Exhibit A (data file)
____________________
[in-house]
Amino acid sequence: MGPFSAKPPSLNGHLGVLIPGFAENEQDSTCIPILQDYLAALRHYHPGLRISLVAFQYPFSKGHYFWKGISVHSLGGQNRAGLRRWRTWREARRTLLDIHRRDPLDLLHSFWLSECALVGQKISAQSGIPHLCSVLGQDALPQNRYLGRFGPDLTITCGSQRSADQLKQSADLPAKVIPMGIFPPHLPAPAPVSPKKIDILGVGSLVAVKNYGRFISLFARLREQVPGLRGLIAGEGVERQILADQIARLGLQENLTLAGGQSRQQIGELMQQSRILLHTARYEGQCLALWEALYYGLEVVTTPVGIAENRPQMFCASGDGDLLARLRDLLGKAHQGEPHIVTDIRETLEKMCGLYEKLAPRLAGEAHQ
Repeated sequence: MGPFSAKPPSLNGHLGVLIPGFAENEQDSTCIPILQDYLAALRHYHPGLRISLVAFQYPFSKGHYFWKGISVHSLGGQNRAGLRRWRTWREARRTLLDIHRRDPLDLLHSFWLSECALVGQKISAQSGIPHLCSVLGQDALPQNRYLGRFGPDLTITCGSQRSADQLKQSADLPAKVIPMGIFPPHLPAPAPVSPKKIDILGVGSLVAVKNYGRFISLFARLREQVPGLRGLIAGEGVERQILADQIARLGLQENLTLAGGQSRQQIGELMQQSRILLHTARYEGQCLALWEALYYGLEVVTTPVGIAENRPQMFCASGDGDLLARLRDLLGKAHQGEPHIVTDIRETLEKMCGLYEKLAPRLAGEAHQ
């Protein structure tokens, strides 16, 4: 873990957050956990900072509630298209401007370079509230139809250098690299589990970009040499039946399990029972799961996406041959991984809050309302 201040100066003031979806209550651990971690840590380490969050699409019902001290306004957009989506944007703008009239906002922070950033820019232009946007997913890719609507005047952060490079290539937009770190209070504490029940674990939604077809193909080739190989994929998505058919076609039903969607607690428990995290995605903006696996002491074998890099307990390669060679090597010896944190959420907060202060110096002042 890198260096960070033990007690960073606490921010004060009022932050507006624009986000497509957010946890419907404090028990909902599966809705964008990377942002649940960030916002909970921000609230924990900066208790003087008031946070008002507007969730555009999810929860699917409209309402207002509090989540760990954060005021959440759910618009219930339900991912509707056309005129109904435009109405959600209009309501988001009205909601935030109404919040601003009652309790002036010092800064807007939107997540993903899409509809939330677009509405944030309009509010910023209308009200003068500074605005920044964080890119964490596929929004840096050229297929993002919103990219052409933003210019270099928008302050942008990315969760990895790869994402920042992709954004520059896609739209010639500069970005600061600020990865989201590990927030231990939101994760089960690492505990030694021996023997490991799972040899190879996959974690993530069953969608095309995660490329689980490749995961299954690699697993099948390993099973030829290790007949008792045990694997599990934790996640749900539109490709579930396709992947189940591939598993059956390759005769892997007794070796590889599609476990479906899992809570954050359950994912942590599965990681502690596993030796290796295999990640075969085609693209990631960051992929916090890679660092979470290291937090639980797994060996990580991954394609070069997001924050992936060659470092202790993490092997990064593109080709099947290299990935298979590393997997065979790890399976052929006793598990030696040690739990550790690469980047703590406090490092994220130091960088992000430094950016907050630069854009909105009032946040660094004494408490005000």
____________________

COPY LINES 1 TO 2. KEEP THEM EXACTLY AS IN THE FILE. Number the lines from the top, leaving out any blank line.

[in-house]
Amino acid sequence: MGPFSAKPPSLNGHLGVLIPGFAENEQDSTCIPILQDYLAALRHYHPGLRISLVAFQYPFSKGHYFWKGISVHSLGGQNRAGLRRWRTWREARRTLLDIHRRDPLDLLHSFWLSECALVGQKISAQSGIPHLCSVLGQDALPQNRYLGRFGPDLTITCGSQRSADQLKQSADLPAKVIPMGIFPPHLPAPAPVSPKKIDILGVGSLVAVKNYGRFISLFARLREQVPGLRGLIAGEGVERQILADQIARLGLQENLTLAGGQSRQQIGELMQQSRILLHTARYEGQCLALWEALYYGLEVVTTPVGIAENRPQMFCASGDGDLLARLRDLLGKAHQGEPHIVTDIRETLEKMCGLYEKLAPRLAGEAHQ